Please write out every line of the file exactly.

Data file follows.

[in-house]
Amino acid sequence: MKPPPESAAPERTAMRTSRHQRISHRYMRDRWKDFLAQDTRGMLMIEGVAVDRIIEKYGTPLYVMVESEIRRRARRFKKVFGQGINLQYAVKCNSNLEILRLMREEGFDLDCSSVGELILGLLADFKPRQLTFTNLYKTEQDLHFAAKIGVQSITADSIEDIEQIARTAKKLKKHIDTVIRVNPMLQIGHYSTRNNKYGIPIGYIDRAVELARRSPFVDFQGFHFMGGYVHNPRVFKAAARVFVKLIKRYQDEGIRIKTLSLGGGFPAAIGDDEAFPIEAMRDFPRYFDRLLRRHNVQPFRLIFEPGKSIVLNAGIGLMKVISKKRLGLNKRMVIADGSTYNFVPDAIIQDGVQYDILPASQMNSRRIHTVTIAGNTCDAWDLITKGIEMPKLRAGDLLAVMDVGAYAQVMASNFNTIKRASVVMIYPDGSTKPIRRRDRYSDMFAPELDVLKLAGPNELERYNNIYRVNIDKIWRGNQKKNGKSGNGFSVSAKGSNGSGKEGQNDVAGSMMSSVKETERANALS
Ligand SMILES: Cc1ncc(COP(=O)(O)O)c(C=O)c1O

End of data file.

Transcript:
[in-house]
Amino acid sequence: MKPPPESAAPERTAMRTSRHQRISHRYMRDRWKDFLAQDTRGMLMIEGVAVDRIIEKYGTPLYVMVESEIRRRARRFKKVFGQGINLQYAVKCNSNLEILRLMREEGFDLDCSSVGELILGLLADFKPRQLTFTNLYKTEQDLHFAAKIGVQSITADSIEDIEQIARTAKKLKKHIDTVIRVNPMLQIGHYSTRNNKYGIPIGYIDRAVELARRSPFVDFQGFHFMGGYVHNPRVFKAAARVFVKLIKRYQDEGIRIKTLSLGGGFPAAIGDDEAFPIEAMRDFPRYFDRLLRRHNVQPFRLIFEPGKSIVLNAGIGLMKVISKKRLGLNKRMVIADGSTYNFVPDAIIQDGVQYDILPASQMNSRRIHTVTIAGNTCDAWDLITKGIEMPKLRAGDLLAVMDVGAYAQVMASNFNTIKRASVVMIYPDGSTKPIRRRDRYSDMFAPELDVLKLAGPNELERYNNIYRVNIDKIWRGNQKKNGKSGNGFSVSAKGSNGSGKEGQNDVAGSMMSSVKETERANALS
Ligand SMILES: Cc1ncc(COP(=O)(O)O)c(C=O)c1O